To make the transition from school to adult life and the world of work, adolescents and young adults need support from caring competent adults. Youth service professionals (adults who work directly with youth) require a mix of competencies from the youth development, education, workforce development, and disability fields. Research shows the professional development of staff (attaining skills and knowledge through training or experience) leads to better practice with youth, improves program quality, and increases positive youth outcomes. The following provides you with knowledge of how to determine the types of professional development you may specifically require and how you can bring professional development to your organization.
Soft skills are the skills, traits, work habits, and attitudes that all workers across all occupations need in order to obtain, maintain, and progress in employment. These include being dependable, punctual, adaptable, positive toward work, and appropriately dressed/groomed. Soft skills also refer to such attributes as the ability to get along with others, work in teams, attend to tasks, work independently, and take initiative. Soft skills help youth succeed not only in employment but also in postsecondary education/training and social situations. The following information describes soft skills in more detail and provides guidance on how to develop these important skills.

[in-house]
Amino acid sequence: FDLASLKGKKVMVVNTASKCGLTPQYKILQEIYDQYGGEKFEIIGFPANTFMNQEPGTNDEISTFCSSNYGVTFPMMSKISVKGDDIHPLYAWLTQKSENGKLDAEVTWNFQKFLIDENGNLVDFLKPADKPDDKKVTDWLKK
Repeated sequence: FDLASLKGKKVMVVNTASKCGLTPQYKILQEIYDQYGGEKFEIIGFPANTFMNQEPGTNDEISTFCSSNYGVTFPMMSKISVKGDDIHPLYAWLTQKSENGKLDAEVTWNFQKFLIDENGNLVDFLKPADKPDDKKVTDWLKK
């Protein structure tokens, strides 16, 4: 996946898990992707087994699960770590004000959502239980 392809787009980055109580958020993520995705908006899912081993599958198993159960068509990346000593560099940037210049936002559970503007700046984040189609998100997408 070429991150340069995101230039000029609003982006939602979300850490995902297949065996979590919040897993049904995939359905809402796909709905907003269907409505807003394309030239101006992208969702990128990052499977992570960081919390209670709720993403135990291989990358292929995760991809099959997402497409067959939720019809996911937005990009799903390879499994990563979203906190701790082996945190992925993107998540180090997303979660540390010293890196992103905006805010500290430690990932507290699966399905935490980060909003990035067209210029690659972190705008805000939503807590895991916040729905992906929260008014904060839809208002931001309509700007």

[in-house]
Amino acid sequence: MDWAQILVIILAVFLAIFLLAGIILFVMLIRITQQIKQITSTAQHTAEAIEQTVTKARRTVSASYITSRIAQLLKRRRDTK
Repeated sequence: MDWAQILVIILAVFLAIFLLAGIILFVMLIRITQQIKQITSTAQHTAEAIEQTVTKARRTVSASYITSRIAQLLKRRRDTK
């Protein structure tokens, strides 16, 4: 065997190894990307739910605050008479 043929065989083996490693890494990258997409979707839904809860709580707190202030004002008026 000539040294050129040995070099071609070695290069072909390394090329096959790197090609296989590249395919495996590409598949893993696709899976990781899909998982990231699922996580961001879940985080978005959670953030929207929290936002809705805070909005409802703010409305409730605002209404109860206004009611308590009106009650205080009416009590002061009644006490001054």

While NCWD/Youth focuses on the supports and services that all youth, including youth with disabilities need in order to achieve self-sufficiency, we have also catered materials that are specific to various disabilities.
Transition from youth to adulthood is an awkward period in life; it presents challenges for almost every young person today. Youth with disabilities, indeed all vulnerable youth, may need extra supports throughout their transition period in order to make informed choices and become self-sufficient adults. This includes planning for postsecondary education and their careers. The following information is designed to assist you in understanding the various systems youth are involved in during the transition process and research-based programs and policies that have been found to be highly effective in assisting youth with disabilities through the process.